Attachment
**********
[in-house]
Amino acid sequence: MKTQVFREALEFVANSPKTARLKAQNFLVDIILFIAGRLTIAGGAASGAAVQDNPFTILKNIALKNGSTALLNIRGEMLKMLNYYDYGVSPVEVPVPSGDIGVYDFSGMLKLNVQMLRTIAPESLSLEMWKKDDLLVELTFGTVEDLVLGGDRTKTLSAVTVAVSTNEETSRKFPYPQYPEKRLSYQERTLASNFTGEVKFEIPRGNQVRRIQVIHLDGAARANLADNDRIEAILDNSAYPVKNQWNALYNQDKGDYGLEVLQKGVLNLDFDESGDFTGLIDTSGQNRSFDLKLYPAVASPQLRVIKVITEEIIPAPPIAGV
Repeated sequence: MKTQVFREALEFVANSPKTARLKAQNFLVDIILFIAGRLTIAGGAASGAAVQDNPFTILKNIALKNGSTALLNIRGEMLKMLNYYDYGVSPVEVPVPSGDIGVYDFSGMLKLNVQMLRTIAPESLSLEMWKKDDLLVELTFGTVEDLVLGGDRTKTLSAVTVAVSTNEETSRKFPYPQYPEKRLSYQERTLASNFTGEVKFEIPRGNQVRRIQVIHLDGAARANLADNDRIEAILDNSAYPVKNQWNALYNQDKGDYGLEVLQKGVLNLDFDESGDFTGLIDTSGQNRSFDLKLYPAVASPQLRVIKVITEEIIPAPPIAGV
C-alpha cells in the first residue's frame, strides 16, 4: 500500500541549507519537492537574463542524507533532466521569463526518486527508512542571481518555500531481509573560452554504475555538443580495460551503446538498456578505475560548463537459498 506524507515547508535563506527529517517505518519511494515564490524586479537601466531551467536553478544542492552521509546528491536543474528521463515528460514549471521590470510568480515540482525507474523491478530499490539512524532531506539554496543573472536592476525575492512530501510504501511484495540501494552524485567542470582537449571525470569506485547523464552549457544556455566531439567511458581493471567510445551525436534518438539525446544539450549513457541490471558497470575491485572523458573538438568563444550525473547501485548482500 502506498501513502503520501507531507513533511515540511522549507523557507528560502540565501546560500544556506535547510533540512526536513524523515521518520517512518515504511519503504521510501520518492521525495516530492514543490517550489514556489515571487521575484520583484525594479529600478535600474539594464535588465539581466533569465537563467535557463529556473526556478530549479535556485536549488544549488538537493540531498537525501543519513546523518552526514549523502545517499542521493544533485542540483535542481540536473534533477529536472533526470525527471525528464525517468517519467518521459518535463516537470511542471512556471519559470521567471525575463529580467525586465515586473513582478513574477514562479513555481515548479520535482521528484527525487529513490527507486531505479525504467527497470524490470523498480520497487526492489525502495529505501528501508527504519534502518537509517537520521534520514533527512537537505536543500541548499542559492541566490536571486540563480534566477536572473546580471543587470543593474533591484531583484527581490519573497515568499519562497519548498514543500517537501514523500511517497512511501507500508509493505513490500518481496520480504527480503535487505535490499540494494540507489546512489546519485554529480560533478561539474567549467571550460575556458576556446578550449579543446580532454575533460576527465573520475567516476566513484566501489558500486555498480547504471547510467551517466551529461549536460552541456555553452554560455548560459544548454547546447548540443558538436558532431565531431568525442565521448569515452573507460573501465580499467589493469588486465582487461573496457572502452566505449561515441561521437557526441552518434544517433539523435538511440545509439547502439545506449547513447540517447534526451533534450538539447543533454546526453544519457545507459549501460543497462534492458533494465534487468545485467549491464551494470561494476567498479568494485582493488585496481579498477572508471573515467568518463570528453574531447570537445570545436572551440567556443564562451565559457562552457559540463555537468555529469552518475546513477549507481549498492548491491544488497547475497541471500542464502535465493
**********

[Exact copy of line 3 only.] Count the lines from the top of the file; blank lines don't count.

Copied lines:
Repeated sequence: MKTQVFREALEFVANSPKTARLKAQNFLVDIILFIAGRLTIAGGAASGAAVQDNPFTILKNIALKNGSTALLNIRGEMLKMLNYYDYGVSPVEVPVPSGDIGVYDFSGMLKLNVQMLRTIAPESLSLEMWKKDDLLVELTFGTVEDLVLGGDRTKTLSAVTVAVSTNEETSRKFPYPQYPEKRLSYQERTLASNFTGEVKFEIPRGNQVRRIQVIHLDGAARANLADNDRIEAILDNSAYPVKNQWNALYNQDKGDYGLEVLQKGVLNLDFDESGDFTGLIDTSGQNRSFDLKLYPAVASPQLRVIKVITEEIIPAPPIAGV